Who is the target market for a farm? (Part 2)

When building your farm marketing plan, the first question you need to answer is: 

Who is the target market for a farm? 

Of course it would be impossible to answer this question in an article. That's because there are many different kinds of farms and an almost endless combination of products, price points and places to promote your message (see the farm Marketing Mix in phase 3).

Who is the target market for a farm?

The target market for a farm is the group(s) of people that place the most value on the products or services your farm provides. You can identify your farm target market through market research and recognize who is currently buying a closely competing product or service that your farm produces.  

In phase 1 of our 3-part article series, we discussed “How Do You Market a Farm” by implementing the basics as a foundation for the farm marketing plan. Go here to read: How do you market a farm?

In this 2nd article of our 3-part article on farm marketing, you will gain the tools and strategies used by marketing professionals to help you identify the target market for a farm, and learn how to do it yourself.

After this strategy on farm target markets, In phase 3, we will build our farm marketing plan via the Marketing Mix.

Let’s get started.

How to find the target market for your farm

As we get started, let’s quickly define what a farm is, and then we will teach you how to identify the target market for any type of farm. 

In fact, when done right, you will find that a farm probably has many target markets, not just one. 

But before we get there, here’s what the USDA says.

The U.S. Department of Agriculture (USDA) Economic Research Service defines a “farm” as:

"Any place that produced and sold—or normally would have produced and sold—at least $1,000 of agricultural products during a given year."

This definition is a very low bar; $1,000 in sales in a given year.  The purpose of setting the bar at just $1,000 in sales is most likely to keep strict rules and regulations on the standards used for creating and selling food products. 

And as you develop your marketing plan to sell any food products as a result of a farm, it is of utmost importance to strictly follow all local, county, state and federal rules and regulations. Do your research, network with other farmers and consult legal counsel as needed.

Also, here is a helpful article on abiding by some marketing and advertising regulations.

Ok, some types of farms include:

  • Flower farms
  • Potato farms
  • Pumpkin farms
  • Dairy farms
  • Bee farms
  • Fish farms
  • Commercial farm
  • Cooperative farm (co-op)
  • Apple farm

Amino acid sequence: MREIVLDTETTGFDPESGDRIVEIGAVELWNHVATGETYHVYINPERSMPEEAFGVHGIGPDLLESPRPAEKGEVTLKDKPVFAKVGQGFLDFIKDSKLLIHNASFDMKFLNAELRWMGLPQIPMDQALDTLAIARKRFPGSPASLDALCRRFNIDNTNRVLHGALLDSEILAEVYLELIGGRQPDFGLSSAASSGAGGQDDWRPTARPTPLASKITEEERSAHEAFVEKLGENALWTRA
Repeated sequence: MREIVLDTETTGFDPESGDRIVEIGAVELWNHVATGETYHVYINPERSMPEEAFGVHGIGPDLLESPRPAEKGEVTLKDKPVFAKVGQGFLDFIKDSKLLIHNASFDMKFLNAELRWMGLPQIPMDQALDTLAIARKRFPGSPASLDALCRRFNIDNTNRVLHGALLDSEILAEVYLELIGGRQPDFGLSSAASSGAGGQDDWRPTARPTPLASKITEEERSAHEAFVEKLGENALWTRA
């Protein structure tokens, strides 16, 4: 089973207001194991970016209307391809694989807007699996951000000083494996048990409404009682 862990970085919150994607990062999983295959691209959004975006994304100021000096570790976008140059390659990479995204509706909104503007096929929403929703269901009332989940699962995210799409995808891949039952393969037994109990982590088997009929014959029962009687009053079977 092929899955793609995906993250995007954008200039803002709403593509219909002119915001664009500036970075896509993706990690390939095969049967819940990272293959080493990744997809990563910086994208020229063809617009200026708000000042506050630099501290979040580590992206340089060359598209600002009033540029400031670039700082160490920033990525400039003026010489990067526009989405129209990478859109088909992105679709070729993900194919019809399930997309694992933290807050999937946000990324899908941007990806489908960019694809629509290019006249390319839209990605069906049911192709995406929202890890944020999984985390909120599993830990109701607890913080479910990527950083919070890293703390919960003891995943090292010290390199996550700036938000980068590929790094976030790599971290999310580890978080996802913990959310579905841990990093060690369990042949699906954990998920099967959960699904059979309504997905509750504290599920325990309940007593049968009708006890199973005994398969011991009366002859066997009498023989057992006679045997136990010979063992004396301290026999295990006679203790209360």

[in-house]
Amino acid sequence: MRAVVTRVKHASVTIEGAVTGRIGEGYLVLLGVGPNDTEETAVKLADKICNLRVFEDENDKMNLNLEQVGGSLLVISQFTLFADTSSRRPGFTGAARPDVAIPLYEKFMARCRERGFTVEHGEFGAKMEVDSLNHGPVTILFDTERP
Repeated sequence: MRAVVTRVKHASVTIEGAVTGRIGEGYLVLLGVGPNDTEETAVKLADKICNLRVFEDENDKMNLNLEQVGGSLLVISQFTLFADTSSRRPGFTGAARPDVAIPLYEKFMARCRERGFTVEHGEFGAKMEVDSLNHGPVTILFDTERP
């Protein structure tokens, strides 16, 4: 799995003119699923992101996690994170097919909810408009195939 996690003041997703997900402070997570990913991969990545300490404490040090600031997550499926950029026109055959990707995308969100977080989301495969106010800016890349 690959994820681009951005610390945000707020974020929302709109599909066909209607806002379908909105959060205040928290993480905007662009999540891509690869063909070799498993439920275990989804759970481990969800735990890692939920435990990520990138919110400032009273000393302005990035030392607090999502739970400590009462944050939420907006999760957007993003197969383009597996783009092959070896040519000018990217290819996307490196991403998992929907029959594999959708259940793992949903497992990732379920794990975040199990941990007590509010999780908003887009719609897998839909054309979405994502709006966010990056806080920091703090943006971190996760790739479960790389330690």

• Poultry farm
  • Cow or sheep ranch
  • Vineyard

Now you can see that no one could ever accurately suggest who your ideal target market is without knowing what kind of farm you have and what you plan on producing and therefore selling.

But you are going to learn how to do this now.

Identifying your target market is core to any successful farm marketing plan, whether you are selling pumpkins, pumpkin cookies, pumpkin seeds, Jack-O-lanterns, Halloween hay rides, pumpkin protein powder or pumpkin earrings.

There are some very simple methods to identify your target market.

It's called market research.

In its basic form, market research starts with asking yourself some high level questions in order to find a starting point. Questions such as:

  • Who is currently buying what I am selling?
  • Do businesses buy this (B2B)? Can you sell direct to consumer (DTC)? Both?
  • Do people buy this in bulk or in small packages?
  • What are the basic demographics of these buyers? Age? Income? Where do they live? 
  • How do people buy this product? Credit card? Online? What are the terms?
  • Why are people buying this product? I.e., to resell, organic, non-GMO, vegan, vegetarian, carnivore, dietary preference, ketosis-friendly, immune system, protein supplement, etc
  • How much are they spending? 
  • What are they getting for this price?
  • What does the customer experience when they receive this product?
  • Where are they buying this product now?

Some more advanced questions to ask yourself, are:

  • What if I sold this item at a different price? Lower? Higher?
  • What does the packaging look like?
  • What if I made my packaging twice as big as what the market is getting now? Or twice as small? 
  • What if my packaging was different?
  • What if the customer experience was different? 
  • What if we made this farm experience different with a Western theme? Alien? Seasonal? For kids? Year round? 
  • Could we use video to enhance the experience? Or for other monetization opportunities?
  • Could this product serve a specific niche of people? 

You can see there are many questions to ask as you start your market research. 

In fact, it's these questions that are your market research.

Each question builds on itself and will ultimately help you to determine who your ideal customer is, what they like, what they don’t like and some ideas for price points and product development.

These are questions you and your team should be asking regularly. Questions like these keep you continually learning and in search of finding breakthroughs, which can literally become game-changers for you and your farm.

Now, if you already have customers, whether 10, 100, 1,000 or 10,000+ customers, you have an edge in the market because you can simply ask your customers to help you find more customers who are just like them (you just need to communicate this properly).